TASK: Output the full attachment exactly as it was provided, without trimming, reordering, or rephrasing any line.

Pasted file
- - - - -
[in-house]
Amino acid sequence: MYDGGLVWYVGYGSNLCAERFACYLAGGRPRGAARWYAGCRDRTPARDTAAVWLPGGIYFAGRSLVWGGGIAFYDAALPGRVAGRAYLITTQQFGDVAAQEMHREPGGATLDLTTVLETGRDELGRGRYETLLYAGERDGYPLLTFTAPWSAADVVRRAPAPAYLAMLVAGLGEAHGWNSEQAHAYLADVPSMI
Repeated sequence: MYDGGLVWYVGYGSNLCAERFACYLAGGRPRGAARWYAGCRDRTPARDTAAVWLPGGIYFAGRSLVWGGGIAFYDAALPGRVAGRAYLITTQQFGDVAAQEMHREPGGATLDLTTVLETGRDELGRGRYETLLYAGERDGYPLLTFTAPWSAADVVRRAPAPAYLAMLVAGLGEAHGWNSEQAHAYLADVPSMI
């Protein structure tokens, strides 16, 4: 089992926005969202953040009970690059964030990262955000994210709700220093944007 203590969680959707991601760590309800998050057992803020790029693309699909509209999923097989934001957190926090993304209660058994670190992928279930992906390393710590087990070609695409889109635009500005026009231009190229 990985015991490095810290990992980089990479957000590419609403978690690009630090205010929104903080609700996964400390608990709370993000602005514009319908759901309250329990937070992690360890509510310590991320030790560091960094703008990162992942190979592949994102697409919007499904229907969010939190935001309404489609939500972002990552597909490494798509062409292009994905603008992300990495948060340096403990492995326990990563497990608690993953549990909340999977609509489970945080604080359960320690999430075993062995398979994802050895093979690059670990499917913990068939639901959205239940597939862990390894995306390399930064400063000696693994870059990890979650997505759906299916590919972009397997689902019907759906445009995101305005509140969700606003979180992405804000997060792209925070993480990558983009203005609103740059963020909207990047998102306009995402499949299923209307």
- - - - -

[in-house]
Amino acid sequence: MYDGGLVWYVGYGSNLCAERFACYLAGGRPRGAARWYAGCRDRTPARDTAAVWLPGGIYFAGRSLVWGGGIAFYDAALPGRVAGRAYLITTQQFGDVAAQEMHREPGGATLDLTTVLETGRDELGRGRYETLLYAGERDGYPLLTFTAPWSAADVVRRAPAPAYLAMLVAGLGEAHGWNSEQAHAYLADVPSMI
Repeated sequence: MYDGGLVWYVGYGSNLCAERFACYLAGGRPRGAARWYAGCRDRTPARDTAAVWLPGGIYFAGRSLVWGGGIAFYDAALPGRVAGRAYLITTQQFGDVAAQEMHREPGGATLDLTTVLETGRDELGRGRYETLLYAGERDGYPLLTFTAPWSAADVVRRAPAPAYLAMLVAGLGEAHGWNSEQAHAYLADVPSMI
């Protein structure tokens, strides 16, 4: 089992926005969202953040009970690059964030990262955000994210709700220093944007 203590969680959707991601760590309800998050057992803020790029693309699909509209999923097989934001957190926090993304209660058994670190992928279930992906390393710590087990070609695409889109635009500005026009231009190229 990985015991490095810290990992980089990479957000590419609403978690690009630090205010929104903080609700996964400390608990709370993000602005514009319908759901309250329990937070992690360890509510310590991320030790560091960094703008990162992942190979592949994102697409919007499904229907969010939190935001309404489609939500972002990552597909490494798509062409292009994905603008992300990495948060340096403990492995326990990563497990608690993953549990909340999977609509489970945080604080359960320690999430075993062995398979994802050895093979690059670990499917913990068939639901959205239940597939862990390894995306390399930064400063000696693994870059990890979650997505759906299916590919972009397997689902019907759906445009995101305005509140969700606003979180992405804000997060792209925070993480990558983009203005609103740059963020909207990047998102306009995402499949299923209307």